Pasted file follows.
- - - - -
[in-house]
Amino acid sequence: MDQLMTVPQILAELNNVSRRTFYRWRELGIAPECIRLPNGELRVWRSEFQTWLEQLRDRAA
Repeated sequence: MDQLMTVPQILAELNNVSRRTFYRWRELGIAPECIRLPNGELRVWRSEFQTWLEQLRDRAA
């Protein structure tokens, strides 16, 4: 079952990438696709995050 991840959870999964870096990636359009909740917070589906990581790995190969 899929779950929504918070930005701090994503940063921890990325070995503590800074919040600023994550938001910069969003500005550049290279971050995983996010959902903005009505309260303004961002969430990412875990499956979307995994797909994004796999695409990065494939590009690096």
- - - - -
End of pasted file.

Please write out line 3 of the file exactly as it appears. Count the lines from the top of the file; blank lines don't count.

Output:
Repeated sequence: MDQLMTVPQILAELNNVSRRTFYRWRELGIAPECIRLPNGELRVWRSEFQTWLEQLRDRAA